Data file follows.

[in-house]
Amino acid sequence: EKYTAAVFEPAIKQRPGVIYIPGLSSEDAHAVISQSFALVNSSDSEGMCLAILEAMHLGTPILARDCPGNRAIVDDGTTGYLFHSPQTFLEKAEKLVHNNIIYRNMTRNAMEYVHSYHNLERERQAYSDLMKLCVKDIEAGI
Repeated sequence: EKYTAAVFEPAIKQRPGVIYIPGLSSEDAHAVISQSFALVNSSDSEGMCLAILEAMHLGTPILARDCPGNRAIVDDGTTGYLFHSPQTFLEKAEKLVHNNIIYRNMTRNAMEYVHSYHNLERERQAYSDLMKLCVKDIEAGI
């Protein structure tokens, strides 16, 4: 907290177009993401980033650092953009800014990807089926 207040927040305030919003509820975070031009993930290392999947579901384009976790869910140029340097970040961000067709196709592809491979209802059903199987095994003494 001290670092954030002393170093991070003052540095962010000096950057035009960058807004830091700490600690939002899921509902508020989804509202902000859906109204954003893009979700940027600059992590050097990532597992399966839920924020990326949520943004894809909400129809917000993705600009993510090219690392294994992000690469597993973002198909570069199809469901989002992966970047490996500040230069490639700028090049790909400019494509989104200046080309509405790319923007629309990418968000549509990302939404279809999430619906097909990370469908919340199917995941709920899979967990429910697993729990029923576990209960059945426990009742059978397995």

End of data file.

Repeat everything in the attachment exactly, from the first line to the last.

[in-house]
Amino acid sequence: EKYTAAVFEPAIKQRPGVIYIPGLSSEDAHAVISQSFALVNSSDSEGMCLAILEAMHLGTPILARDCPGNRAIVDDGTTGYLFHSPQTFLEKAEKLVHNNIIYRNMTRNAMEYVHSYHNLERERQAYSDLMKLCVKDIEAGI
Repeated sequence: EKYTAAVFEPAIKQRPGVIYIPGLSSEDAHAVISQSFALVNSSDSEGMCLAILEAMHLGTPILARDCPGNRAIVDDGTTGYLFHSPQTFLEKAEKLVHNNIIYRNMTRNAMEYVHSYHNLERERQAYSDLMKLCVKDIEAGI
């Protein structure tokens, strides 16, 4: 907290177009993401980033650092953009800014990807089926 207040927040305030919003509820975070031009993930290392999947579901384009976790869910140029340097970040961000067709196709592809491979209802059903199987095994003494 001290670092954030002393170093991070003052540095962010000096950057035009960058807004830091700490600690939002899921509902508020989804509202902000859906109204954003893009979700940027600059992590050097990532597992399966839920924020990326949520943004894809909400129809917000993705600009993510090219690392294994992000690469597993973002198909570069199809469901989002992966970047490996500040230069490639700028090049790909400019494509989104200046080309509405790319923007629309990418968000549509990302939404279809999430619906097909990370469908919340199917995941709920899979967990429910697993729990029923576990209960059945426990009742059978397995």